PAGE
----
Now that the f(b)=0 for infinitely many b \in H_{n+1}, we can continue the same argument to prove the same for the next interval H_{n+2}. Continue the same inductive process, we can show that for each integer k>1, f(z)=0 for all but countably many z \in H_{n+k}.

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Discussing the Space \bold T

We now show that T is not completely regular. Let H_0=[0,1] \times \left\{0 \right\}, which is a closed set in T. Let f:T \rightarrow \mathbb{R} be continuous such that f(H_0) \subset \left\{0 \right\}. Then we show that f(p)=0. This follows from the main result. By the main result derived above, for each integer j \ge 1, f(w)=0 for all by countably many w \in H_j =[j,j+1] \times \left\{0 \right\}. Then f(p) has no choice by to be zero as well.

It remains to be shown that T is regular. Since the subspace S is completely regular, we only need to verify the regularity at the point p. Note that for the open set U_j, the closure is \overline{U_j}=U_j \cup H_{j-1} \cup H_{j-2}. Furthermore, \overline{U_j} \subset U_{j-2}. For each closed set C \subset T with x \notin C, choose some integer n such that p \in U_n \subset T-C. Then we have p \in U_{n+2} \subset \overline{U_{n+2}} \subset U_n \subset T-C. This establishes the regularity of T.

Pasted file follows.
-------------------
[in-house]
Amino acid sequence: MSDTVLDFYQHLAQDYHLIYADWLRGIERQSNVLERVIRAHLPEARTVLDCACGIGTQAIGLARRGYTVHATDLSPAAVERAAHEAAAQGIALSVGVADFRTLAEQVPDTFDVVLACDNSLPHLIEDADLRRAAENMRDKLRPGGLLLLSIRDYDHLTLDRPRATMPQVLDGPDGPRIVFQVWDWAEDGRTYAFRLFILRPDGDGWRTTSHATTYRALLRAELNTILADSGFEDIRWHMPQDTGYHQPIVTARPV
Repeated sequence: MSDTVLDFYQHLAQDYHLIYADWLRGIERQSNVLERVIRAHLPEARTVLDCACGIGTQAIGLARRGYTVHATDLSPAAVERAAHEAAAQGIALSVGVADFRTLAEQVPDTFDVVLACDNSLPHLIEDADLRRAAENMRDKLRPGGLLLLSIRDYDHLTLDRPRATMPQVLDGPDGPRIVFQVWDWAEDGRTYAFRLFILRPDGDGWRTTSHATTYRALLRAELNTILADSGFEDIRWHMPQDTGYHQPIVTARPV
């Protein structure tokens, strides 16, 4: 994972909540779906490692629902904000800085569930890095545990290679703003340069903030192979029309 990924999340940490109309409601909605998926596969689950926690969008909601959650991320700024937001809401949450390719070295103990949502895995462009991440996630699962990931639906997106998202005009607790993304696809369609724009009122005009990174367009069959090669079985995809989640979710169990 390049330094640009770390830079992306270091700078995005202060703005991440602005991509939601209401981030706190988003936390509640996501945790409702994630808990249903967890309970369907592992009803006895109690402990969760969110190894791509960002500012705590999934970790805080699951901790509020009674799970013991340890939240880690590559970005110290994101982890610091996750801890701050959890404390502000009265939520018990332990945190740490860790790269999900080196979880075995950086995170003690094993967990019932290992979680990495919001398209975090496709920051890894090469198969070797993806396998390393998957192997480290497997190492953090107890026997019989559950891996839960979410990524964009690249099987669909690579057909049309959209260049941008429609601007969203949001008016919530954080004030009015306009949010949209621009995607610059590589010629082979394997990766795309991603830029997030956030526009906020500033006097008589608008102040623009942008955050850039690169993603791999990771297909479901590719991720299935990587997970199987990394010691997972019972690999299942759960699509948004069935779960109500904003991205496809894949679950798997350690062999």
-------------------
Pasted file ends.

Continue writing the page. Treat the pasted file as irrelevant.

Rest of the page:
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The Non-Normality of the Space \bold S

The main result derived above also shows that the space S is not normal. Let L be the set of all (x,0) where x \ge 0 and x is a rational number. Let M be the set of all (x,0) where x \ge 0 and x is an irrational number. Note that L and M are disjoint closed sets in S. If S is normal, then by the Urysohn lemma there is a continuous function \rho: S \rightarrow [0,1] such that \rho(L) \subset \left\{0 \right\} and \rho(M) \subset \left\{1 \right\}.

Such function \rho is not possible. To see this, suppose \rho exists. Note that \rho(w)=0 for infinitely many w \in H_0, namely all w=(x,0) where x \ge 0 is rational. By the main result, \rho(w)=0 for all but countably many w in the x-axis to the right of H_0. But \rho((x,0))=1 for all irrational x \ge 0.

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Reference

  1. Engelking, R., General Topology, Revised and Completed edition, Heldermann Verlag, Berlin, 1989.
  2. Mysior, A., A Regular Space Which Is Not Completely Regular, Proc. Amer. Math. Soc., 81852-853, 1981.
  3. Steen, L. A., Seebach, J. A., Counterexamples in Topology, Dover Publications, Inc., New York, 1995.
  4. Willard, S., General Topology, Addison-Wesley Publishing Company, 1970.